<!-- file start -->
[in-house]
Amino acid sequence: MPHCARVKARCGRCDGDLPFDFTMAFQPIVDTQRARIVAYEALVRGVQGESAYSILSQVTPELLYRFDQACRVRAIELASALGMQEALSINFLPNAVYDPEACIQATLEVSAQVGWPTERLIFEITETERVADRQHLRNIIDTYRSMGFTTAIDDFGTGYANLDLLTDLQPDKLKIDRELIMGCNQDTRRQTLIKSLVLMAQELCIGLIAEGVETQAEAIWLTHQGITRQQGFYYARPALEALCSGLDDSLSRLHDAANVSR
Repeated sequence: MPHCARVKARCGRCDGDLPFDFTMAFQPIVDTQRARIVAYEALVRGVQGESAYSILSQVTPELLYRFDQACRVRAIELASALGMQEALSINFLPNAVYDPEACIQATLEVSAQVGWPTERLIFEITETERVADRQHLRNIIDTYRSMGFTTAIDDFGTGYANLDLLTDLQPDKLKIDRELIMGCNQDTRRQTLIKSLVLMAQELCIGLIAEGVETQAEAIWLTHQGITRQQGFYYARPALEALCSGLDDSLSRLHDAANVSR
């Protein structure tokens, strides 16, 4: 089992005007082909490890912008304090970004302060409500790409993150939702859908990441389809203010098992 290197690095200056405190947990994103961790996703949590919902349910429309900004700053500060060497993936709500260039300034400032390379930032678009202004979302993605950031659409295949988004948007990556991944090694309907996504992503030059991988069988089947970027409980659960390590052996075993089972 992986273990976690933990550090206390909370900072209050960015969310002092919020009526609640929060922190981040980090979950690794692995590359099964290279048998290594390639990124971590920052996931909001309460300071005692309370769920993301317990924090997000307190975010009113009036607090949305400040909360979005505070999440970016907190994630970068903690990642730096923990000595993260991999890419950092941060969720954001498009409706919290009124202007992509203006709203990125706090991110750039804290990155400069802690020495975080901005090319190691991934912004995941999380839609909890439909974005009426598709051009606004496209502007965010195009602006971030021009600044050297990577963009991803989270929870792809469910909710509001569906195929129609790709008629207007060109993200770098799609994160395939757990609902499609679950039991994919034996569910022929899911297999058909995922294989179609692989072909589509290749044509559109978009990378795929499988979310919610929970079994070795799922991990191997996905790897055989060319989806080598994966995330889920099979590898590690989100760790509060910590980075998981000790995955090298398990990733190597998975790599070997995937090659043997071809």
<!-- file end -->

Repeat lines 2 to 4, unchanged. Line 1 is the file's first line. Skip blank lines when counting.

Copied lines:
Amino acid sequence: MPHCARVKARCGRCDGDLPFDFTMAFQPIVDTQRARIVAYEALVRGVQGESAYSILSQVTPELLYRFDQACRVRAIELASALGMQEALSINFLPNAVYDPEACIQATLEVSAQVGWPTERLIFEITETERVADRQHLRNIIDTYRSMGFTTAIDDFGTGYANLDLLTDLQPDKLKIDRELIMGCNQDTRRQTLIKSLVLMAQELCIGLIAEGVETQAEAIWLTHQGITRQQGFYYARPALEALCSGLDDSLSRLHDAANVSR
Repeated sequence: MPHCARVKARCGRCDGDLPFDFTMAFQPIVDTQRARIVAYEALVRGVQGESAYSILSQVTPELLYRFDQACRVRAIELASALGMQEALSINFLPNAVYDPEACIQATLEVSAQVGWPTERLIFEITETERVADRQHLRNIIDTYRSMGFTTAIDDFGTGYANLDLLTDLQPDKLKIDRELIMGCNQDTRRQTLIKSLVLMAQELCIGLIAEGVETQAEAIWLTHQGITRQQGFYYARPALEALCSGLDDSLSRLHDAANVSR
């Protein structure tokens, strides 16, 4: 089992005007082909490890912008304090970004302060409500790409993150939702859908990441389809203010098992 290197690095200056405190947990994103961790996703949590919902349910429309900004700053500060060497993936709500260039300034400032390379930032678009202004979302993605950031659409295949988004948007990556991944090694309907996504992503030059991988069988089947970027409980659960390590052996075993089972 992986273990976690933990550090206390909370900072209050960015969310002092919020009526609640929060922190981040980090979950690794692995590359099964290279048998290594390639990124971590920052996931909001309460300071005692309370769920993301317990924090997000307190975010009113009036607090949305400040909360979005505070999440970016907190994630970068903690990642730096923990000595993260991999890419950092941060969720954001498009409706919290009124202007992509203006709203990125706090991110750039804290990155400069802690020495975080901005090319190691991934912004995941999380839609909890439909974005009426598709051009606004496209502007965010195009602006971030021009600044050297990577963009991803989270929870792809469910909710509001569906195929129609790709008629207007060109993200770098799609994160395939757990609902499609679950039991994919034996569910022929899911297999058909995922294989179609692989072909589509290749044509559109978009990378795929499988979310919610929970079994070795799922991990191997996905790897055989060319989806080598994966995330889920099979590898590690989100760790509060910590980075998981000790995955090298398990990733190597998975790599070997995937090659043997071809």